As Allan Chochinov writes at Core77, “There are also syntheses in the book that are beyond astute and likely to be quoted by designers and philosophers for years to come.”

He is exactly right.

So to ring in this new episode of Design Matters, here is a collection of 21 turns of phrase and bon mots.

Enjoy.

 

 

“Design presumes that we can make objects humane, but doing so requires a different way of seeing the world.”

 

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“Design thinking is now marshaled to solve myriad problems at every scale. What was once a niche profession more commonly associated with chairs is now talked of as a solution to the world’s ills, simply because of a shift in perspective.”

 

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“Technology should become simpler over time. Then it should become simpler still, so that it disappears from notice. This has already happened with stunning speed, and that transformation is one of the greatest cultural achievements of the last 50 years.”

 

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“It’s no surprise then that the reasons a bad app drives you crazy have a direct relationship to the reasons that Three Mile Island almost melted into the earth. The problems that caused Three Mile Island are similar to the ones that frustrate you when you’re trying to turn off the notifications on your smartphone; the inscrutability of a poorly designed light switch shares the same cause as your inscrutable cable box: a button that seems misplaced, a pop-up message that vanishes before you can figure out what it means, the sense that you did something but you don’t know what.”

 

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“Forty years after Three Mile Island, feedback is more than just what makes machines intelligible. When feedback is tied not merely to the way machines work but instead to the things we value most—our social circles, our self-image—it can become the map by which we chart our lives. It can determine how the experiences around us feel. In an era when how a product feels to use is the measure of how much we’ll use it, this is everything.”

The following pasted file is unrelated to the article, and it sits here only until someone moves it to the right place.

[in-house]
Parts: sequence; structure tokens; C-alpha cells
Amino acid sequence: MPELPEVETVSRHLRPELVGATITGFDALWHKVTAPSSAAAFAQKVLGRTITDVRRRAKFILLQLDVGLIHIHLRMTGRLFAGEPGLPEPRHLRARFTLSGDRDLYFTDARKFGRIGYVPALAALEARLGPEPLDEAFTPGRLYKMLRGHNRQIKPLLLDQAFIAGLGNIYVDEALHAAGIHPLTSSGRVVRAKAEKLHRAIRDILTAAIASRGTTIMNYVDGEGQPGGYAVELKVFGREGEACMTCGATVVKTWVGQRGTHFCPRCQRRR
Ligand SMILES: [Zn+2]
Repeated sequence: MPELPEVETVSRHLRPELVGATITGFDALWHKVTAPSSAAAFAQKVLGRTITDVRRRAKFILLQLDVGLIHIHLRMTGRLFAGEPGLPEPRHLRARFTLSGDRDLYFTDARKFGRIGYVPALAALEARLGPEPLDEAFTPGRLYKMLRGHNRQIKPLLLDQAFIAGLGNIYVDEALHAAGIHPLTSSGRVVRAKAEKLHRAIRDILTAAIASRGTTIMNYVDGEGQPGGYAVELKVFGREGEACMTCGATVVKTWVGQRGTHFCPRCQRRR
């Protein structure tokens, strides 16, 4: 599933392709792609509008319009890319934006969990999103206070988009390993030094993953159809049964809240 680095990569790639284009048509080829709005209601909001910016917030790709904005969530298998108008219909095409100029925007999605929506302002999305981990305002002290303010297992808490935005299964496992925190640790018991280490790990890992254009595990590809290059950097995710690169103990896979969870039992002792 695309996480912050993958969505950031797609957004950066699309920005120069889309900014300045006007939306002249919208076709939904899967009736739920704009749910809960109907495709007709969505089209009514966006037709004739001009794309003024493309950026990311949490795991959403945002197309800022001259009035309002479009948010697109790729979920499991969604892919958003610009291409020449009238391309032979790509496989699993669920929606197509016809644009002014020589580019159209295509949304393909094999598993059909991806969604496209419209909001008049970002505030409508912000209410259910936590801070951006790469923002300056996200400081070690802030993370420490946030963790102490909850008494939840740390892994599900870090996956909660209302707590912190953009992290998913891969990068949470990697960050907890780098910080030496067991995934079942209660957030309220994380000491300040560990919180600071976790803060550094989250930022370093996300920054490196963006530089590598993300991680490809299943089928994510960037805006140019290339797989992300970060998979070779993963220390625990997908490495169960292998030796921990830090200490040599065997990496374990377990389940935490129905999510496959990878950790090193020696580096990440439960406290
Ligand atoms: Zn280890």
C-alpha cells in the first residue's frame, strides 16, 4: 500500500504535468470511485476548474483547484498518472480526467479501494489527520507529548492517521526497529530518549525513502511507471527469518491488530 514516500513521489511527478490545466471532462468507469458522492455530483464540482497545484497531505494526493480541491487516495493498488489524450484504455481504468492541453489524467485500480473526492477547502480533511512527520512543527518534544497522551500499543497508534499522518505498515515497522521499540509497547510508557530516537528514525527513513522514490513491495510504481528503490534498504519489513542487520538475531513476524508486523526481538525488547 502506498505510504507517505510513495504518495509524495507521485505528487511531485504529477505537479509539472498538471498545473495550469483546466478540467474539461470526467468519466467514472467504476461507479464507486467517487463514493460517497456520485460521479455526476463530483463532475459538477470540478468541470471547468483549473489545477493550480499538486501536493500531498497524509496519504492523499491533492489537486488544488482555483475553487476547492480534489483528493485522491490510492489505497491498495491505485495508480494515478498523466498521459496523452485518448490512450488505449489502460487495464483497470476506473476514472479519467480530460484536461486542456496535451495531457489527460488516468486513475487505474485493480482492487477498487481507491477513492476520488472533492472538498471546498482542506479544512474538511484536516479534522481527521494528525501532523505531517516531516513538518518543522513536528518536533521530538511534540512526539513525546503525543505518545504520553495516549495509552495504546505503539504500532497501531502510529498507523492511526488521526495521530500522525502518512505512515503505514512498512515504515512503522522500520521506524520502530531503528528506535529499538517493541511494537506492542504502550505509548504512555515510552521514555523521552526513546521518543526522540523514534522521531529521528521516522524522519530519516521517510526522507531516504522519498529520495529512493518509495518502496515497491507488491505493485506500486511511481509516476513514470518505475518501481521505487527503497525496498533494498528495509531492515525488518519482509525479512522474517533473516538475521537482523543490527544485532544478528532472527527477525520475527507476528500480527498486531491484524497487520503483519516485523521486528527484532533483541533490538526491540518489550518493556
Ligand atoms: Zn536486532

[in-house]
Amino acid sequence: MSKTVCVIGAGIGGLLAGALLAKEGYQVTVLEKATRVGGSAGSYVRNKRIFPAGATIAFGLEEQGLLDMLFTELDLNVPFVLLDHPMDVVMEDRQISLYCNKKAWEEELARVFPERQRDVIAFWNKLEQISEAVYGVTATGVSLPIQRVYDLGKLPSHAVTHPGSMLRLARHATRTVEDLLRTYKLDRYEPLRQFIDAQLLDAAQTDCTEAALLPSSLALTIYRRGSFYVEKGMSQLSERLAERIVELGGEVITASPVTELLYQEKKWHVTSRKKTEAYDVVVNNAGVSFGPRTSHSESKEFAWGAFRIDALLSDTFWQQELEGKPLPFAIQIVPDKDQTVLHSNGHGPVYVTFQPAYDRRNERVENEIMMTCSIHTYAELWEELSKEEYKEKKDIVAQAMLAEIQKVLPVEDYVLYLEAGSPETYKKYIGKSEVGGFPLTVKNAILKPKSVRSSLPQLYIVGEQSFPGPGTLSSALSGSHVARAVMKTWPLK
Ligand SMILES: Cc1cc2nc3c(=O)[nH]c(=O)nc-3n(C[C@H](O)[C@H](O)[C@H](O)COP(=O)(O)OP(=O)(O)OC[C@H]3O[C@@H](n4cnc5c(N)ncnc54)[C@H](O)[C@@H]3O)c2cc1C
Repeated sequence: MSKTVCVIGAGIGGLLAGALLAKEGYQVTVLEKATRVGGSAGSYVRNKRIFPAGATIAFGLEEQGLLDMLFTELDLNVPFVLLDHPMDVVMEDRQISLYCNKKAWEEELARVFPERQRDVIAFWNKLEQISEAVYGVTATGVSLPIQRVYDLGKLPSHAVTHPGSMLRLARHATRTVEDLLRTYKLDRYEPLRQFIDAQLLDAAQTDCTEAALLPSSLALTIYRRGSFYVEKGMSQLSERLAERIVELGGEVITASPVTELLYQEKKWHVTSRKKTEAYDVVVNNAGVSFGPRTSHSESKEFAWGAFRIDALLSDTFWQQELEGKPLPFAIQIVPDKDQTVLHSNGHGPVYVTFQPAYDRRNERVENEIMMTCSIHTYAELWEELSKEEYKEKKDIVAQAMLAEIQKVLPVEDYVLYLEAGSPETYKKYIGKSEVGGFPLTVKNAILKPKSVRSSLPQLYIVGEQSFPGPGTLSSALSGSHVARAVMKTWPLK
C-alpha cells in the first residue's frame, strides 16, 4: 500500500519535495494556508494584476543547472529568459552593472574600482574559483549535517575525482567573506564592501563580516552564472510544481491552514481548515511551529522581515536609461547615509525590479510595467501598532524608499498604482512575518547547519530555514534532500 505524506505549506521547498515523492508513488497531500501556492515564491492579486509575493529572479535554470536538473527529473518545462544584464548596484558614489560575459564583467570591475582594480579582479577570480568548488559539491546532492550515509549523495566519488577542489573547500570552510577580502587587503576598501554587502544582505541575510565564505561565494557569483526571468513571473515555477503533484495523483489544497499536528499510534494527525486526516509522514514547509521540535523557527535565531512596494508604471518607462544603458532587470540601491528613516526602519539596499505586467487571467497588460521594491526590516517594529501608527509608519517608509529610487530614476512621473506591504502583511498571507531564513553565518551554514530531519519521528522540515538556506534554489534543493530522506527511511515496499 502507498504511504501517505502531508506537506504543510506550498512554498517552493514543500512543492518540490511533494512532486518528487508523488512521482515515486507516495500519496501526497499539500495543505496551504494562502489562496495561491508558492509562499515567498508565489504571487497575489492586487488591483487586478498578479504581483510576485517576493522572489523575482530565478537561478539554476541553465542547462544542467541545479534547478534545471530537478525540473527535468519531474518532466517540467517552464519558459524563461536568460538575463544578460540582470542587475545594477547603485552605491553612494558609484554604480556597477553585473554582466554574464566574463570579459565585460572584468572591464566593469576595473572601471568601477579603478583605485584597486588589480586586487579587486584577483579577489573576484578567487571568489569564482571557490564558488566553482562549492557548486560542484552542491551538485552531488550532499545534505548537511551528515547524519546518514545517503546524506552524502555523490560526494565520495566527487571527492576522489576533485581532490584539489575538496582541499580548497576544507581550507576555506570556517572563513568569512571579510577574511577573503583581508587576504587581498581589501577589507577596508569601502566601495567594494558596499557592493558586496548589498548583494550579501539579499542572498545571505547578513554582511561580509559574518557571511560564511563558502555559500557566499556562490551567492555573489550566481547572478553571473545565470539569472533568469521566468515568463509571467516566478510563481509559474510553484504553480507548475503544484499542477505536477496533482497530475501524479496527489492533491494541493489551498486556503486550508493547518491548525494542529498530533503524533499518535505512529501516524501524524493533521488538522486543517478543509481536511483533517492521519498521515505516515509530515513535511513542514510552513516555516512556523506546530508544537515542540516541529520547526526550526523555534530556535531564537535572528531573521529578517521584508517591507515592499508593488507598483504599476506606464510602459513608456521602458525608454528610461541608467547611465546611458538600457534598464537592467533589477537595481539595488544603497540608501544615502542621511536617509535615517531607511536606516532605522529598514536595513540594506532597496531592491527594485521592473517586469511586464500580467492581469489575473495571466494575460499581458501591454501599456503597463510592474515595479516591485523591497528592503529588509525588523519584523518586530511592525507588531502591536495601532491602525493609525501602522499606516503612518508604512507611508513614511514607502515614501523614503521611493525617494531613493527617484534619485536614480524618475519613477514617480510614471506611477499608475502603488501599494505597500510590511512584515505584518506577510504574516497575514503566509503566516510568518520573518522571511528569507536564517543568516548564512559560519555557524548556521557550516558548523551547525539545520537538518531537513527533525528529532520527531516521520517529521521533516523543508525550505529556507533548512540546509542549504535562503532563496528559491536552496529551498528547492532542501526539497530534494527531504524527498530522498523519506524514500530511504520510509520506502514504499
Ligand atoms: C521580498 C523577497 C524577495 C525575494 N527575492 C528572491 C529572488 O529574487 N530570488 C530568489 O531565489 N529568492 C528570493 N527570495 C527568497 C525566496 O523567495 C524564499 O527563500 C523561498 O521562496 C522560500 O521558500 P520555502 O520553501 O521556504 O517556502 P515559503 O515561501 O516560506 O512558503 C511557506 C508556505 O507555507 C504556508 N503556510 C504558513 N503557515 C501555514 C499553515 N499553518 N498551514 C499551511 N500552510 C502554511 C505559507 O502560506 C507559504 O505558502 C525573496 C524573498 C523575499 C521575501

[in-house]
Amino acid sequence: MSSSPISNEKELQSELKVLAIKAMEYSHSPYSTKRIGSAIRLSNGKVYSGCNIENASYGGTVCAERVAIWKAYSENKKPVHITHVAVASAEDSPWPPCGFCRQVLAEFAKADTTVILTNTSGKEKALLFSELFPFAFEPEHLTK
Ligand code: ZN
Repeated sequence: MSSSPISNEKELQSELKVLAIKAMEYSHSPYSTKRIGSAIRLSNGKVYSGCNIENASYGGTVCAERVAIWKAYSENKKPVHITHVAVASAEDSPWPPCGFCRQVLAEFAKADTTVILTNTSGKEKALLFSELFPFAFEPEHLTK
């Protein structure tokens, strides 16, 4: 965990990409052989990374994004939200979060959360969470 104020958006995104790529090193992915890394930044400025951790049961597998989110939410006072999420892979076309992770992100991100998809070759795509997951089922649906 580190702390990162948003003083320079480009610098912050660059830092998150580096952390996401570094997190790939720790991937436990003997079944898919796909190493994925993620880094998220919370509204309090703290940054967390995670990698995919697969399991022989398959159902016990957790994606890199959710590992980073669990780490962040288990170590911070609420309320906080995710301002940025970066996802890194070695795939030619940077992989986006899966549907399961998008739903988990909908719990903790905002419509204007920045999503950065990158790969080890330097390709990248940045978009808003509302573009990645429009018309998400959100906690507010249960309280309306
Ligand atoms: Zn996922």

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“The world of everyday life is so densely layered with information that it can be hard to realize how much information—how much feedback—we have to recreate in the world of design. And yet feedback is what turns any man-made creation into an object that you relate to, one that might evoke feelings of ease or ire, satisfaction or frustration. These are the bones of our relationship with the world around us.”

 

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“Designers, by aligning consumer design with business incentives, thus became high priests of the faith that better goods meant better lives all around. Such faith remains the unspoken message embedded in how new products are invented today.”

 

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“We live in a sandbox of someone else’s design, made more clever because the information on offer on our phones, on our computers, in our cars confines us within a simplified version of the world.”

 

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On Paul Fitts: “At the time, having a doctorate in the nascent field of experimental psychology was a novel thing, and with that novelty came a certain authority. He’s supposed to know how people think. His true talent is realizing that he doesn’t.”